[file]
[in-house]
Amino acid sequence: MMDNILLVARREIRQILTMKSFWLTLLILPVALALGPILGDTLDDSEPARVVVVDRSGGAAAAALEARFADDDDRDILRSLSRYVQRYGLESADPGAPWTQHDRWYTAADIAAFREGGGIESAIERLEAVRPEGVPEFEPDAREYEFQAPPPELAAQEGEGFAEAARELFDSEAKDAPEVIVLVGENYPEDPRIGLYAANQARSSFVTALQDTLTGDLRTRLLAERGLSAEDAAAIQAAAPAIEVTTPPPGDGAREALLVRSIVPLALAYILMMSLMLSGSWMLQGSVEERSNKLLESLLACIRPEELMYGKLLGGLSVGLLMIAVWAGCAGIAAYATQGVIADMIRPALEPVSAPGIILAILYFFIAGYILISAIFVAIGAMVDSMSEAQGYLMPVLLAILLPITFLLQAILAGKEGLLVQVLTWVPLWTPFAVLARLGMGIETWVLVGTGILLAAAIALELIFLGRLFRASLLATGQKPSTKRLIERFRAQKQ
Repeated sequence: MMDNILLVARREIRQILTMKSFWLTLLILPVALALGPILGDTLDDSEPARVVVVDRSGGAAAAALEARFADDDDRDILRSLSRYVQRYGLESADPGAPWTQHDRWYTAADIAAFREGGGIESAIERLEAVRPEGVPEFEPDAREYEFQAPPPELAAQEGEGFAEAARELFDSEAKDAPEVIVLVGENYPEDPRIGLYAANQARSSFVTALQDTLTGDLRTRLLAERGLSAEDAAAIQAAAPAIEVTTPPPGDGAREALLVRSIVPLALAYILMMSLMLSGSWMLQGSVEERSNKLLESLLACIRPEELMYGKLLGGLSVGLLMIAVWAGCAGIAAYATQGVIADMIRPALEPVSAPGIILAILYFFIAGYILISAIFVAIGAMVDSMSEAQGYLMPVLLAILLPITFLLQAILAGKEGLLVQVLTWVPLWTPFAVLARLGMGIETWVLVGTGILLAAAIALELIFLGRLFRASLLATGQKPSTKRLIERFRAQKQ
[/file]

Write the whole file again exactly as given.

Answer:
[in-house]
Amino acid sequence: MMDNILLVARREIRQILTMKSFWLTLLILPVALALGPILGDTLDDSEPARVVVVDRSGGAAAAALEARFADDDDRDILRSLSRYVQRYGLESADPGAPWTQHDRWYTAADIAAFREGGGIESAIERLEAVRPEGVPEFEPDAREYEFQAPPPELAAQEGEGFAEAARELFDSEAKDAPEVIVLVGENYPEDPRIGLYAANQARSSFVTALQDTLTGDLRTRLLAERGLSAEDAAAIQAAAPAIEVTTPPPGDGAREALLVRSIVPLALAYILMMSLMLSGSWMLQGSVEERSNKLLESLLACIRPEELMYGKLLGGLSVGLLMIAVWAGCAGIAAYATQGVIADMIRPALEPVSAPGIILAILYFFIAGYILISAIFVAIGAMVDSMSEAQGYLMPVLLAILLPITFLLQAILAGKEGLLVQVLTWVPLWTPFAVLARLGMGIETWVLVGTGILLAAAIALELIFLGRLFRASLLATGQKPSTKRLIERFRAQKQ
Repeated sequence: MMDNILLVARREIRQILTMKSFWLTLLILPVALALGPILGDTLDDSEPARVVVVDRSGGAAAAALEARFADDDDRDILRSLSRYVQRYGLESADPGAPWTQHDRWYTAADIAAFREGGGIESAIERLEAVRPEGVPEFEPDAREYEFQAPPPELAAQEGEGFAEAARELFDSEAKDAPEVIVLVGENYPEDPRIGLYAANQARSSFVTALQDTLTGDLRTRLLAERGLSAEDAAAIQAAAPAIEVTTPPPGDGAREALLVRSIVPLALAYILMMSLMLSGSWMLQGSVEERSNKLLESLLACIRPEELMYGKLLGGLSVGLLMIAVWAGCAGIAAYATQGVIADMIRPALEPVSAPGIILAILYFFIAGYILISAIFVAIGAMVDSMSEAQGYLMPVLLAILLPITFLLQAILAGKEGLLVQVLTWVPLWTPFAVLARLGMGIETWVLVGTGILLAAAIALELIFLGRLFRASLLATGQKPSTKRLIERFRAQKQ